: Zero credibility no problem for Russia in trial of tortured Ukrainian hostage

13:42 Apr. 6, 2016

Zero credibility no problem for Russia in trial of tortured Ukrainian hostage

A lawyer holds the scales of justice as she takes part in a demonstration of lawyers in front of the Paris courthouse, Thursday, Jan. 14, 2010 in Paris. (AP)

Russian judiciary apparatus recommences notorious trial over Ukrainian citizen albeit absence of evidences

The farcical elements in Russia's second attempt to try Ukrainian Serhiy Lytvynov would make for a good comedy clip.  In real life humour is impossible since the 33-year old from a Luhansk oblast village has been held illegally in Russian detention for almost two years and doubtless still bears the scars of the original torture applied, according to Human Rights in Ukraine.

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Ukrainian journalist Oleksandr Mikhelson rightly notes that this trial is typical of all the prosecutions of Ukrainians that have accompanied Russia's military and propaganda offensive against Ukraine.  There was massive coverage by the Russian propaganda media of the extraordinary charges initially brought, and silence as they were proven groundless. The cases of Nadiya Savchenko and Oleg Sentsov attracted enough attention for the world to see the monstrous miscarriages of justice and keep following.  Most of the other prisoners are next to forgotten, and all those involved in Russia's repressive machine seem sure they can act with impunity.  S

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It must have been galling for the Investigative Committee to be forced to withdraw its surreal war crimes charges against Lytvynov. The fact that Lytvynov had never left his village and could not be a member of the Ukrainian Dnipro Battalion would certainly have been ignored.  However Viktor Parshutkin, Lytvynov's lawyer managed to demonstrate that Lytvynov could not have committed crimes that never happened, and neither the people named, nor their supposed addresses actually existed.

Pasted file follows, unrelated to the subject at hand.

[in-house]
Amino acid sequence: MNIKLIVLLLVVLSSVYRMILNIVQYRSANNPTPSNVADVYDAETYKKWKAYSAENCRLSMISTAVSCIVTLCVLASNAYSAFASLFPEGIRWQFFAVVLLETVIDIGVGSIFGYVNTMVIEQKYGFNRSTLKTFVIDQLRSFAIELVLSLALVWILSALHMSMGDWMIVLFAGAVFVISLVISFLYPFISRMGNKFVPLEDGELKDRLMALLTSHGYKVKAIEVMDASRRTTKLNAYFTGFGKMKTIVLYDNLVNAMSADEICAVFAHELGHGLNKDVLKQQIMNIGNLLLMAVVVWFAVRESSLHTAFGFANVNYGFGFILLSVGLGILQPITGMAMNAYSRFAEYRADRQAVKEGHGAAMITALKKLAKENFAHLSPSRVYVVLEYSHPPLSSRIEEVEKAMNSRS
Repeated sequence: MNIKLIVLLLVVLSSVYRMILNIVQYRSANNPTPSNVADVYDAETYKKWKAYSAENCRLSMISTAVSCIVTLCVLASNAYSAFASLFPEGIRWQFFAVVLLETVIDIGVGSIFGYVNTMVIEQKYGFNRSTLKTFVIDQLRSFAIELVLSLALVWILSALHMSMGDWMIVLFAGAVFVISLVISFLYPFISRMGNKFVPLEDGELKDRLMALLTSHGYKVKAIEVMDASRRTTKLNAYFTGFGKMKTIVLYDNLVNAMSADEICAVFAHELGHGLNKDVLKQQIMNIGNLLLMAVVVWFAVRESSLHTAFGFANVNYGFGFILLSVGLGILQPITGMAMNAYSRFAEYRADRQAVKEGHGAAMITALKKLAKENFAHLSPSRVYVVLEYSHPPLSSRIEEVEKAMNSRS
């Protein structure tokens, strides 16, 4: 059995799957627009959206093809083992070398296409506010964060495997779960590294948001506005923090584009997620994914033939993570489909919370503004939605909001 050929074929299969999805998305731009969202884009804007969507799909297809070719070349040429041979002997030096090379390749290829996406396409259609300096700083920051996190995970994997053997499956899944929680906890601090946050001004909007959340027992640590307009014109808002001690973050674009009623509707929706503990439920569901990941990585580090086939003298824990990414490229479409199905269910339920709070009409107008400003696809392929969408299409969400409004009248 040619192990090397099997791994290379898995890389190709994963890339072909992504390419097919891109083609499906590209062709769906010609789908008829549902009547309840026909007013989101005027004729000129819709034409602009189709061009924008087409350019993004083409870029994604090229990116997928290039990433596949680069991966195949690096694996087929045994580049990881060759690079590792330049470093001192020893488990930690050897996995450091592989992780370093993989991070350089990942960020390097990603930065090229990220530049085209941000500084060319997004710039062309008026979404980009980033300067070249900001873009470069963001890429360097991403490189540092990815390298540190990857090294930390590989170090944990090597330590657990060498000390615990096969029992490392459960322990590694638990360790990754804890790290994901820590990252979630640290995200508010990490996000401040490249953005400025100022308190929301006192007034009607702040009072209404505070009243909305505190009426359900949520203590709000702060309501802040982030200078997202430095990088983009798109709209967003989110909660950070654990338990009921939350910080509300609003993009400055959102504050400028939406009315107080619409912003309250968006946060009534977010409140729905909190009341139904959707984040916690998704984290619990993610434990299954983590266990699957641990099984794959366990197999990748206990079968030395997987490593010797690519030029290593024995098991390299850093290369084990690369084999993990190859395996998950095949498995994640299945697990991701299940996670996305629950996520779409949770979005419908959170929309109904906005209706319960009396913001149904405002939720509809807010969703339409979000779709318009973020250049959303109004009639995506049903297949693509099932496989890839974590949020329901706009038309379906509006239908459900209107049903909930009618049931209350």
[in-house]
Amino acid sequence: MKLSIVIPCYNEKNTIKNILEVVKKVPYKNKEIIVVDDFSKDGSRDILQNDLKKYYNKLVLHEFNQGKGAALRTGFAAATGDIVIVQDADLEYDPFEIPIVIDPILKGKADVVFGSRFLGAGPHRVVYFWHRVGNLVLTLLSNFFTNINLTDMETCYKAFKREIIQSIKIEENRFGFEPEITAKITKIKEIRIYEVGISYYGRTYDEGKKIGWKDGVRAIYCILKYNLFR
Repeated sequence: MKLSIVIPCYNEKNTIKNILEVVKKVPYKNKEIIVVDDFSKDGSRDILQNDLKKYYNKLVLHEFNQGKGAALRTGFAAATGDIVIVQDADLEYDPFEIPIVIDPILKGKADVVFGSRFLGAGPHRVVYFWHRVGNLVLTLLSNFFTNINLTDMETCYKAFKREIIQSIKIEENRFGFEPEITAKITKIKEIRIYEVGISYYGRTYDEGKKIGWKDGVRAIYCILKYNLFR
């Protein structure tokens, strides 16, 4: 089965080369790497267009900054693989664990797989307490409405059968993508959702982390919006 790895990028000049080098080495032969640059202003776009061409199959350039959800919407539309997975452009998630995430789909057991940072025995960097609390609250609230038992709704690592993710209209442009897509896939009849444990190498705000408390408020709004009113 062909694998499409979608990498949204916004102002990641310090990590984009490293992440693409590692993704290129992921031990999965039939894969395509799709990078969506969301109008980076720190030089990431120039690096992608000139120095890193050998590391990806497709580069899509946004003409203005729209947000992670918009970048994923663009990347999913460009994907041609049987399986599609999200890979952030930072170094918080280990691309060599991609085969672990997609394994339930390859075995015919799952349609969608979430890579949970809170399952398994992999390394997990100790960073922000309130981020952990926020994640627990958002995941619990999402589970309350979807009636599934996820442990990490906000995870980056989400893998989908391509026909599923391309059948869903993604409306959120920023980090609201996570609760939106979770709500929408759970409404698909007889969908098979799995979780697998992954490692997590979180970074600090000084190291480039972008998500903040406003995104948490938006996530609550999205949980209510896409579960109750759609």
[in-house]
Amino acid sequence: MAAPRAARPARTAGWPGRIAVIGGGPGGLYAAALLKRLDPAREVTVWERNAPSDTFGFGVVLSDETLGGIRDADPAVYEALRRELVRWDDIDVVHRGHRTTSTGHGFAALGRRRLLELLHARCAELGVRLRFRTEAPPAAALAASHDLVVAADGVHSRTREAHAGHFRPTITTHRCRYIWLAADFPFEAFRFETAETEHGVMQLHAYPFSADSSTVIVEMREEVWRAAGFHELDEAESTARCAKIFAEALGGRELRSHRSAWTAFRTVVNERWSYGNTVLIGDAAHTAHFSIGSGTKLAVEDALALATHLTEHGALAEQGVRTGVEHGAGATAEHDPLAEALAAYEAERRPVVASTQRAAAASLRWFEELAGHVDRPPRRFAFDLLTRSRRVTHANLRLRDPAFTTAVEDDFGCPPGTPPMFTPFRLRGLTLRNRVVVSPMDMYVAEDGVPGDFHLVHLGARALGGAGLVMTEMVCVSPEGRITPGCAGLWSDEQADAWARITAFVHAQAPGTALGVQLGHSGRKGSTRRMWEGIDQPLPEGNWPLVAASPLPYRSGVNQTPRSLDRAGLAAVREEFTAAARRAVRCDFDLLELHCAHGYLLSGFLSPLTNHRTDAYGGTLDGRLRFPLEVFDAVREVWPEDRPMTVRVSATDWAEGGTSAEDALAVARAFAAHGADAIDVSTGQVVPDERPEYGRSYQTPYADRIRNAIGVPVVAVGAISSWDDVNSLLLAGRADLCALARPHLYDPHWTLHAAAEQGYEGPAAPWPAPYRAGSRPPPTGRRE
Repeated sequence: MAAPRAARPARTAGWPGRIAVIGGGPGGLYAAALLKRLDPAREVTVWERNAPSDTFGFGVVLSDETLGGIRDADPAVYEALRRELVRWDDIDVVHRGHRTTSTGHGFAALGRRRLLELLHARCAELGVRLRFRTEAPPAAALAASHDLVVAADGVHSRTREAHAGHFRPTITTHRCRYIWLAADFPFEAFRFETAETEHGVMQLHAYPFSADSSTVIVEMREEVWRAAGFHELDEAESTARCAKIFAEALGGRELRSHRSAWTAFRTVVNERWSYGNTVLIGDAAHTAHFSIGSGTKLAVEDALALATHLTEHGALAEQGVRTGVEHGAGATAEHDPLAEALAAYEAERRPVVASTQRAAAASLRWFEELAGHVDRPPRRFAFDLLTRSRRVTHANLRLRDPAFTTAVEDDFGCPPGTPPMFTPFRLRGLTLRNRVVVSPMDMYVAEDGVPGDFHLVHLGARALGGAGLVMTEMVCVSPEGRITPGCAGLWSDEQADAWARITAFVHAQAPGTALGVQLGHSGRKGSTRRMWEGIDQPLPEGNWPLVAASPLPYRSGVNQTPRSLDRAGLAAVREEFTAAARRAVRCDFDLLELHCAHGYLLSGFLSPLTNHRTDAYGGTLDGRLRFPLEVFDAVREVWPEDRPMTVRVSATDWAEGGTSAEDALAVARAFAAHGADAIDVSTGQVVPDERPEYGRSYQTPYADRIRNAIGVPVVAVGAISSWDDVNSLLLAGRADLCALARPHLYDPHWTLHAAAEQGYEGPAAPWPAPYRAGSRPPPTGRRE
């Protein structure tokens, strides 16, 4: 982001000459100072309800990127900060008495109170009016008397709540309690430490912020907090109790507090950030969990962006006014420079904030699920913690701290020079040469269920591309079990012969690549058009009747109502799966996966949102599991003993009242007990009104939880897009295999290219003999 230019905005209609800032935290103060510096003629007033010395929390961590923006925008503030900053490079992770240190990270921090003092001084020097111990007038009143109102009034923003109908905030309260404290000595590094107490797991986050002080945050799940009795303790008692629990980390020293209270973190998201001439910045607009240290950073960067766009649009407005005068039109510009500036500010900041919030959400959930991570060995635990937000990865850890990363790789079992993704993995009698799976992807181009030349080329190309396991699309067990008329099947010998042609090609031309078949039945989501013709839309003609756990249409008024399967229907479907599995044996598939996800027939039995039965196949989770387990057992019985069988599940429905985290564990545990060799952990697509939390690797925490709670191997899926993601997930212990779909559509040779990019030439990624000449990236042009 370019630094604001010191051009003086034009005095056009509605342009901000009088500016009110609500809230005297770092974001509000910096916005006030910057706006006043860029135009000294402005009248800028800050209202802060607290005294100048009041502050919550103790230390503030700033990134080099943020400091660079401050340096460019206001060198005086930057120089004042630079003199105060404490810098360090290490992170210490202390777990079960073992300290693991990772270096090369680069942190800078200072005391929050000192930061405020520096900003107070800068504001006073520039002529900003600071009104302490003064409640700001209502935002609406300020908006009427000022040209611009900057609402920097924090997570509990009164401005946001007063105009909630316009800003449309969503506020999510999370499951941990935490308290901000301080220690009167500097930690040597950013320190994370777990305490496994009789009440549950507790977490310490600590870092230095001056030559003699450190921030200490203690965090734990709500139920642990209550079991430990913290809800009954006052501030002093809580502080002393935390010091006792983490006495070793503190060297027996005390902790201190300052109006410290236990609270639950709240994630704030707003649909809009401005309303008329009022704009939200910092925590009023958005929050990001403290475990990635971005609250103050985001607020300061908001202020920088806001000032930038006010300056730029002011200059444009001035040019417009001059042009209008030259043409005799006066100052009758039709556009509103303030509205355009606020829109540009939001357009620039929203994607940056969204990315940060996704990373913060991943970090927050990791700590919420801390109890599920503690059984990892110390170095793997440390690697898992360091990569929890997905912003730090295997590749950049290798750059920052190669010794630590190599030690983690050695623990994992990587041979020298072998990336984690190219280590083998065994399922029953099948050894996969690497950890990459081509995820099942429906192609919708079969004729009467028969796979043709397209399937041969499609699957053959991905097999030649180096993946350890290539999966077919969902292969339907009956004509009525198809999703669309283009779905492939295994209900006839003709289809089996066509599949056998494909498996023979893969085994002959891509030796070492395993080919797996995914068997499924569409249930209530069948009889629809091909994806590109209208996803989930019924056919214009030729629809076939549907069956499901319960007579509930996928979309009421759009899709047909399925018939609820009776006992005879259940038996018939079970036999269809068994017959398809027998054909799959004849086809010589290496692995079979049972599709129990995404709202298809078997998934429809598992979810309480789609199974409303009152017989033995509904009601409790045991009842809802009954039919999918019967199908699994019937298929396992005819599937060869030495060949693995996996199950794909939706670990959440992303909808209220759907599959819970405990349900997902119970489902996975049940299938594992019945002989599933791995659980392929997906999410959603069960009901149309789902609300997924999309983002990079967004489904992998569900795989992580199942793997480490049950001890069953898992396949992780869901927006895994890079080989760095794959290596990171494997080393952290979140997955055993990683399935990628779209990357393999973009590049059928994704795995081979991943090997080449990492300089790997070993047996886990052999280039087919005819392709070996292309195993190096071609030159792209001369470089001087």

Russia has shown no interest in investigating why Lytvynov should have ‘confessed' to heinous crimes he didn't commit.  Nor, unfortunately, after abducting Lytvynov after he had the misfortune to seek treatment for a tooth inflammation and holding him in custody for almost a year, did they show any wish to release him. 

Read also 'I will leave pre-trial detention centre only to go to Ukraine' – Savchenko

If the first charges were based solely on the cynical assumption that torture-induced confessions would prevail over hard facts, the one they came up with next was just plain sloppy. 

Lytvynov was charged with armed robbery in Ukraine of Alexander Lysenko, a  Russian national.  Lysenko reported the alleged robbery a year after it allegedly took place, and just coincidentally, after the Investigative Committee was forced to withdraw the war crimes charges.  To ensure themselves against further hiccups, like alibis, the alleged crime was said to have taken place ‘somewhere between' June 29 and July 2, 2014. 

Full story


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